Friday, September 14, 2007

Judging a car dealership

This entry falls into “what I can’t write about,” but I’m going to write it anyway, because I’ve been too busy grading research projects to spend much time thinking about a publishing topic.

My hubby drives a Toyota. He wanted a Lincoln, but I suggested he drive one of the makes which has a reputation for quality, since he is quite dependent on his car in his line of work. So, a few years back, he bought a top of the line model, an Avalon, hoping for many years of trouble-free driving.

For the first 40.000 miles or so, all was well. However, no one mentioned the fact that this car, unlike most modern cars, has to have its valves adjusted manually, an expensive and arduous task for the service department, which means leaving the car for a while. Hubby needs his car, so he just kept driving it; not the best decision, in retrospect, but an understandable one. The car was functioning, with adequate power and fuel economy. It just sounded like a diesel, and it isn’t. An increasing level of “valve clatter” led to a service visit which lasted over a week and a $2300+ bill at the service department. No, that did not include a new engine. I did ask.

Daughter and I picked up the car, since hubby was in the courtroom, as usual. Two miles from the dealer, I saw the “check engine” light come on, so I pulled over and whipped out my cell phone. If the car needed to go back, having someone to pick me up seemed like a good plan, so I called the dealership.

“Heyward Allen Toyota” a cheerful voice announced. I explained that I was sitting on the side of the road, with this warning light on, after having paid way too much for service, and should I bring the car back? Receptionist forwards call to service, service rep consults mechanic and comes back on the phone to tell me that, “Oh, folks have driven cars for years with a check engine light on. It’s probably nothing. All of our service techs have gone home. Could you bring it back tomorrow and let us check it?”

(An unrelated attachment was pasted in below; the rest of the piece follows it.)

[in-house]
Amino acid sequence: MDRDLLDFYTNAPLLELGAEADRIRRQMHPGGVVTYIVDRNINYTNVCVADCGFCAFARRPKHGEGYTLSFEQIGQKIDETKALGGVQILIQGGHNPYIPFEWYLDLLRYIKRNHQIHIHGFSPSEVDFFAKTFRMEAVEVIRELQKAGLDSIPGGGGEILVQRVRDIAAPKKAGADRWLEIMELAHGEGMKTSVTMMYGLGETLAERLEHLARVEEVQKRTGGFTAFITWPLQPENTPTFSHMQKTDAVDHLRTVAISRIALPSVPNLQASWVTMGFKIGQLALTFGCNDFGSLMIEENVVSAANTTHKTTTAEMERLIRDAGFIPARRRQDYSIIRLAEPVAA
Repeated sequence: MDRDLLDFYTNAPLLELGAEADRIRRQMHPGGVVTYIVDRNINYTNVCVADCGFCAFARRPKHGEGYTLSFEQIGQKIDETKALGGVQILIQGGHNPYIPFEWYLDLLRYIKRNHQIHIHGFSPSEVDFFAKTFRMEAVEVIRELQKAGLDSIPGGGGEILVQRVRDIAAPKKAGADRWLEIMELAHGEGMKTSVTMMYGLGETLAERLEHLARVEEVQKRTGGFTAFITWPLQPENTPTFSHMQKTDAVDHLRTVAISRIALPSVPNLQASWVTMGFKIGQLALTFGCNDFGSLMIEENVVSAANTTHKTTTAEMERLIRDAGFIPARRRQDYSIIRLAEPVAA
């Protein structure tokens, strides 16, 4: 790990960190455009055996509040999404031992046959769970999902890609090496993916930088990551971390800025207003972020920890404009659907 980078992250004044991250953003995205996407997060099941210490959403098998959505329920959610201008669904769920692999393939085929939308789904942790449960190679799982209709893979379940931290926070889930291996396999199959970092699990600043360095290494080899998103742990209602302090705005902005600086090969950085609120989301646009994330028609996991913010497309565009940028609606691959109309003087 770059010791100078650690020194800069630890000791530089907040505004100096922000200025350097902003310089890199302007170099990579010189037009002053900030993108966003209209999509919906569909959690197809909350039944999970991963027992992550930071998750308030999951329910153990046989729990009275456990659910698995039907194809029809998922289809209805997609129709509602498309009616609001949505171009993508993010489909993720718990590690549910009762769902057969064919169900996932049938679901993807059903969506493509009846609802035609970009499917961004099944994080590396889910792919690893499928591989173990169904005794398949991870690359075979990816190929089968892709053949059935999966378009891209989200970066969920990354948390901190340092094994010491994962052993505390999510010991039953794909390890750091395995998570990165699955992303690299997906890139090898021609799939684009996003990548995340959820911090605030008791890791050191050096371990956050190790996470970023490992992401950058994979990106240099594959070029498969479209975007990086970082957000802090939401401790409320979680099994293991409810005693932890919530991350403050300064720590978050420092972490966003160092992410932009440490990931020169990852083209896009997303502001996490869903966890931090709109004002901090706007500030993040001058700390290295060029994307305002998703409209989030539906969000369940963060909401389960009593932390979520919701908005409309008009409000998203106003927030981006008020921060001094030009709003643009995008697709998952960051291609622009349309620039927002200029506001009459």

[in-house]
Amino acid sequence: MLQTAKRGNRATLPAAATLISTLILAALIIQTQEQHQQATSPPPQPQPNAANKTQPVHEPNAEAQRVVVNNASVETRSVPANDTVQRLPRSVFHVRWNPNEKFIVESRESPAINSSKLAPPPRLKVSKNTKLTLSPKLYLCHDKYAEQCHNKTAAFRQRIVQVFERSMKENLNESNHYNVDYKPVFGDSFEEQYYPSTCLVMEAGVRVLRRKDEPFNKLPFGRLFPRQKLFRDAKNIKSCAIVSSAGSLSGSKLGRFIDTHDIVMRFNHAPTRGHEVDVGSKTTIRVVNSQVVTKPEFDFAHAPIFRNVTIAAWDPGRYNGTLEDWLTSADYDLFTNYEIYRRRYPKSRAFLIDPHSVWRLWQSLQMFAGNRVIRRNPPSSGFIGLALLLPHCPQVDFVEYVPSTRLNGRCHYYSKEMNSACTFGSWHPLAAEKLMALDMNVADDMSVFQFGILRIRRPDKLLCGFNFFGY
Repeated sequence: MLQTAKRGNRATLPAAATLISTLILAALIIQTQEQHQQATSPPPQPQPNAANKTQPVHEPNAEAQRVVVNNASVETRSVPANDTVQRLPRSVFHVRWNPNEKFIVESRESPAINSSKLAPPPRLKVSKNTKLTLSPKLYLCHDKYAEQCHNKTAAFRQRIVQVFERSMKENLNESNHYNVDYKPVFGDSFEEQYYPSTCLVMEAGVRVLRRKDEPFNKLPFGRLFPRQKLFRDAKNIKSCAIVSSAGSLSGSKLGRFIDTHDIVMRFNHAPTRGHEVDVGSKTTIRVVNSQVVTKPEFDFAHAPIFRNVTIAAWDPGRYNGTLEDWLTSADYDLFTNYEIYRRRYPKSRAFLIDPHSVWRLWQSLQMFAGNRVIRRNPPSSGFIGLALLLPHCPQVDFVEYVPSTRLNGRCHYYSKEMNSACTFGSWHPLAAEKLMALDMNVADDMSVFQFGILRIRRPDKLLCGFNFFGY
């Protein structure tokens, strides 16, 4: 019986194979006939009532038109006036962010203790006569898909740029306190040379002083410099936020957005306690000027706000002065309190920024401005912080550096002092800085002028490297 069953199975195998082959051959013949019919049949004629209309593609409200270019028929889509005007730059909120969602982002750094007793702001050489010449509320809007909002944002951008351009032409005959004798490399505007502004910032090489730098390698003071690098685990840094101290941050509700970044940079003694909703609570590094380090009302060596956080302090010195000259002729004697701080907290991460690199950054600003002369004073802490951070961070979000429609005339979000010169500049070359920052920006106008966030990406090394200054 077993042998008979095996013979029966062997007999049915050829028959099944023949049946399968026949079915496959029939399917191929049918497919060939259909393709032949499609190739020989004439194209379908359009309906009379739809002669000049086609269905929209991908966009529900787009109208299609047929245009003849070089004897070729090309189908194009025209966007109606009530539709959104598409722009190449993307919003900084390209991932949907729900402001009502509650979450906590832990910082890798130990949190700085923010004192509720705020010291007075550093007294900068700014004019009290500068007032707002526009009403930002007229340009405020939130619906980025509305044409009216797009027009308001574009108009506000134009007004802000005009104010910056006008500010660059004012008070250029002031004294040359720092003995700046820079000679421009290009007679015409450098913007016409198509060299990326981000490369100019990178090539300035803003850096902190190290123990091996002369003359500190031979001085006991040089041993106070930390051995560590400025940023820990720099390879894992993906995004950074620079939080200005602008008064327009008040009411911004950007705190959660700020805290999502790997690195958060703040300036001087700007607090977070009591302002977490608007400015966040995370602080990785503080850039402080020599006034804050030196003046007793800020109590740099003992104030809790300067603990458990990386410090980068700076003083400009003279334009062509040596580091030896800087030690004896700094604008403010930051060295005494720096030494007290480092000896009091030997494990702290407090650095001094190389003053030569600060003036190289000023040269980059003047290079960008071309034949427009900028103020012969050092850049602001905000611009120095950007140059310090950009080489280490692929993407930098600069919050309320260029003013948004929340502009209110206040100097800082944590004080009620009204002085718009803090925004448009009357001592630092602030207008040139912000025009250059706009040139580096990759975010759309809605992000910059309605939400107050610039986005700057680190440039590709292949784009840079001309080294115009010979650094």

After a discussion, the service advisor assured me that I could drive it without worry, so I decided to bring it on home, since we needed the car, but I was feeling guilty about suggesting a Toyota. Is the problem the car or the dealership?

Daughter shared some insight after we finally got home. “Mom, you and Dad need to find a new dealership. Their potty isn’t nice at all, and the one at the Honda dealership is beautiful. If they can’t keep up a restroom, why would you trust them with your car?”

Out of the mouths of babes, indeed. My Honda has been great, the service has been good, and the local dealership does indeed have a very nice ladies’ room.

[Update: Hubby managed to get the poor old Avalon back to the dealer one day this week and the "probably ten minutes" repair took an hour and forty-five minutes. No charge, however. Throwing a fit can work, I guess.]

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2 Comments:

At Sep 18, 2007, 8:18:00 PM, Blogger Sun Singer said...

How many bags of rice does it take to keep that car running per month?

Just wondering. :-)

Malcolm

 
At Sep 18, 2007, 9:40:00 PM, Blogger Pamela J. Dodd said...

I think we should have soaked the rice before throwing it in the engine. No doubt the valves would have lasted a trifle longer, right?

 

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